The challenges of political influence in sector in Nigeria, and most especially Sport, has been the basis for abysmal performance at all level. This seems to be second major challenges after lack of preparedness and sustainability factors.
Two Nigerian athletes, Alaba Akintola and Ezinne Abba, have vehemently spoken out against their ‘unjust’ exclusion from the World Championships starting on Friday in Oregon, United States citing negligence and egocentric actions of the stakeholders of the ministry of Youth and Sports.
Alaba Akintola, a 200m sprinter, despite making the qualification marks was never included in Team Nigeria’s team list to Oregon, Ezinne Abba, who is also a sprinter is more pained having been previously listed and only allegedly dropped 40 minutes before boarding her flight to Oregon.
Both athletes vented their disappointments on their Instagram pages where they accused the Athletics Federation of Nigeria and the Sports authorities of bias and incompetence.
Akintola, an undergraduate with the Middle Tennessee State University had hit the qualifying time in the 100m with a Personal Best (PB) of 10.04s and 20.26s in the 200m
He was also instrumental to Nigeria’s qualification for the Men’s 4x100m Relay and was already preparing for his first-ever appearance at the World Championships only for his dreams to be shattered because of a biased system.
Aware of the different notions as to why he was dropped from the Nigeria team, the Tennessee-based sprinter took to social media to utter his frustration.
He wrote on his Instagram page: “Sadly, I’m going to be out of world championship after I qualified for 3 events(100M, 200M, & 4*100M) not because I failed dope but because of politics because that’s what it looks like rn; they hid under the umbrella of OCT (out of competition test), meaning I didn’t submit my whereabouts or whatever (been on this shit since march).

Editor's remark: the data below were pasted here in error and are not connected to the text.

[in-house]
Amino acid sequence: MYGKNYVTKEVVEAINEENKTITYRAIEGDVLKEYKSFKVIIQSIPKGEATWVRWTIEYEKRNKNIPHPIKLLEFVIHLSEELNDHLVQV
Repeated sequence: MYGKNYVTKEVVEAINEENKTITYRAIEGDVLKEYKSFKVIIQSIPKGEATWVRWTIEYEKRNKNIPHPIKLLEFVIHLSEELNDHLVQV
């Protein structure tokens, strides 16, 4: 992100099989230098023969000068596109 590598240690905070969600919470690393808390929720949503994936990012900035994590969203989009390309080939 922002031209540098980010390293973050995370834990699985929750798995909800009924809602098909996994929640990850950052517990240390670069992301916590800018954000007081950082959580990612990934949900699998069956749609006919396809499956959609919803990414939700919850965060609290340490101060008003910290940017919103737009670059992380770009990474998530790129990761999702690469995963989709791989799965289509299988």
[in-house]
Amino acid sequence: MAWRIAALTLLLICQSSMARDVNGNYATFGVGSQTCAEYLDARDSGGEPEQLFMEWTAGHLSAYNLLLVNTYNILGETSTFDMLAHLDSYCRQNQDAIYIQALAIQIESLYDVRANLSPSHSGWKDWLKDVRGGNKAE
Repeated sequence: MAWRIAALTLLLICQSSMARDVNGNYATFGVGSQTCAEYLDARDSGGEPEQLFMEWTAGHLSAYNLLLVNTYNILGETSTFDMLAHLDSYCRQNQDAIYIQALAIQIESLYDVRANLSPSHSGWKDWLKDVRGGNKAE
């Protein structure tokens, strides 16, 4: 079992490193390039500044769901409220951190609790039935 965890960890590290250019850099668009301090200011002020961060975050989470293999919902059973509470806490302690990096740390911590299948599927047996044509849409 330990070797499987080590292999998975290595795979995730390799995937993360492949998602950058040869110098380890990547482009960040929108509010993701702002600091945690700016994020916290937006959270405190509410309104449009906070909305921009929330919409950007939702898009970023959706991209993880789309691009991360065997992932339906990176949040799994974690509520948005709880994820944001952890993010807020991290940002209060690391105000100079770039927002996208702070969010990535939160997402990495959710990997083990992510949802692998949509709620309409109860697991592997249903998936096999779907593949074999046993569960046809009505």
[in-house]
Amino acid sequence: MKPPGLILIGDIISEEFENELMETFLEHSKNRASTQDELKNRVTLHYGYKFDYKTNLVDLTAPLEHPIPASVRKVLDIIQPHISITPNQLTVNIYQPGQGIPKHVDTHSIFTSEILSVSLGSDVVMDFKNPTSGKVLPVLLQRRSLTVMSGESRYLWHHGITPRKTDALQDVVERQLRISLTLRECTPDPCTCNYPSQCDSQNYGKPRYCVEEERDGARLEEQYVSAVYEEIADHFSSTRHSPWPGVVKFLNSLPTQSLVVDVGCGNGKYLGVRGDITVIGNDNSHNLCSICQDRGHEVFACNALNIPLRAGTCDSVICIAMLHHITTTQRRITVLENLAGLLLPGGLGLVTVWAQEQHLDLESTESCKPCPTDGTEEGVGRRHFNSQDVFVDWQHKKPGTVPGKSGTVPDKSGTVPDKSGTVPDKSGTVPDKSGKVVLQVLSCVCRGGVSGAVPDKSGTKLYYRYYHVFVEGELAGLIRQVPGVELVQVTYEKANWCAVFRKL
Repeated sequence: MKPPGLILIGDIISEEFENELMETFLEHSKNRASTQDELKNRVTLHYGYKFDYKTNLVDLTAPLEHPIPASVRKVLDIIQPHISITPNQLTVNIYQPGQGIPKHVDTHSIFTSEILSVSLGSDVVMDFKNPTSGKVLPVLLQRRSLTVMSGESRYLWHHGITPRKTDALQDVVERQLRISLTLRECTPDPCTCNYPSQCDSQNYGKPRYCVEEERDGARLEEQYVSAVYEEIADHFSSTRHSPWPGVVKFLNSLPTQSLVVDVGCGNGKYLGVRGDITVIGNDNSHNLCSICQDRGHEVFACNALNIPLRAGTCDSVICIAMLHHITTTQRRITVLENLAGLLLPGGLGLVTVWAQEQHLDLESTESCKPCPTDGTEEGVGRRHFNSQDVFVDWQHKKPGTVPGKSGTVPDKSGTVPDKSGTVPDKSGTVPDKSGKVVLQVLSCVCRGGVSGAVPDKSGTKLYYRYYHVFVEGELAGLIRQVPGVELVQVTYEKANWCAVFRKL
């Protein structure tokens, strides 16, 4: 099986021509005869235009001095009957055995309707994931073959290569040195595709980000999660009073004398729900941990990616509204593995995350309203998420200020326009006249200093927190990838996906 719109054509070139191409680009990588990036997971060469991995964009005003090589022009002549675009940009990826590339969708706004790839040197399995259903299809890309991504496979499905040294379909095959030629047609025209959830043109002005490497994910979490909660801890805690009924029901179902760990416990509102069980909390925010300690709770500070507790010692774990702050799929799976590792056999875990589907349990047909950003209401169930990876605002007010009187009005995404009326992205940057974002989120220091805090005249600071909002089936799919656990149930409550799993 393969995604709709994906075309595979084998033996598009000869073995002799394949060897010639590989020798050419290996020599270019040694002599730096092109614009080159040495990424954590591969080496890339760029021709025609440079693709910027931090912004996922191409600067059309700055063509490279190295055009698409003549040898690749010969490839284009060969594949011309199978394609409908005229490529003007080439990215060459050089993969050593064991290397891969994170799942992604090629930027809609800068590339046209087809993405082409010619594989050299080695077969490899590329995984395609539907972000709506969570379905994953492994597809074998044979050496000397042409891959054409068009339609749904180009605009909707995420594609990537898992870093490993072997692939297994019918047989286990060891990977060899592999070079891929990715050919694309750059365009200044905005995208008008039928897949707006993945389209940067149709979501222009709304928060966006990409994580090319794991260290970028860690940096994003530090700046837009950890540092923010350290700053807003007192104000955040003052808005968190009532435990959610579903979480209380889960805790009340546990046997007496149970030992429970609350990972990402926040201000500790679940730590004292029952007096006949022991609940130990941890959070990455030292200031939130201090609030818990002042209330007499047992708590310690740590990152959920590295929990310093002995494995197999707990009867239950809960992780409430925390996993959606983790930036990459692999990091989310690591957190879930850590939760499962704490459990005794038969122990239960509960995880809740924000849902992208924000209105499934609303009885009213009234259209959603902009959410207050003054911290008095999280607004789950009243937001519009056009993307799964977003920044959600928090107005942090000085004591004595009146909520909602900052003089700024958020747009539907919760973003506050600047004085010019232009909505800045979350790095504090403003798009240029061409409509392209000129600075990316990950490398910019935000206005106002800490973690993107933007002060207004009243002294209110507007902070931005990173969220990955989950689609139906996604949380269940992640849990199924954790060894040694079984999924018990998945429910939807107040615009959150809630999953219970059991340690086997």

“They already cost me a major championship (that’s their plan ikr) and I knew they know what they doing/did. Thanks to everyone that cared and showed love, really appreciate it. Stepping stone to greater things”
For Ezinne, who recently decided to shun the United States and represent Nigeria only to be devastated by how her dream has been shattered by the negligent sports authorities.
The University of California, Berkeley graduate lamented that after sacrificing everything to represent Nigeria on the global stage, the AFN has failed her with their actions and inactions.
She took to her Instagram and said, “It has always been my dream to compete for Nigeria on the world stage. but, despite reaching the world standard, flying to Nigeria alone, switching my allegiance from the U.S., and mentally/physically preparing myself after my first ever hamstring strain.
“The Athletic Federation of Nigeria has failed me. The negligence and egocentric actions of the minister and other admin have once again overcome the federation which negatively affects the athletes.
“Why am I being told 40 minutes before my flight to Oregon, the week of competition, that I’m no longer competing because of their wrongdoings and irrational fear? I have already passed 2/3 drug tests, but for some reason, I am not allowed to do my third test because of “fear of failure”.
For Ezinne, more lip service is being paid to the continuous talks of overhauling the system as corruption and avoidable errors still reign supreme in the sporting federations.
“They speak repeatedly about trying to fix the broken system that is Nigerian Athletics by firing and hiring all new staff, but the corruption still lives. I, unfortunately, will not be competing at worlds or the commonwealth games,” she added.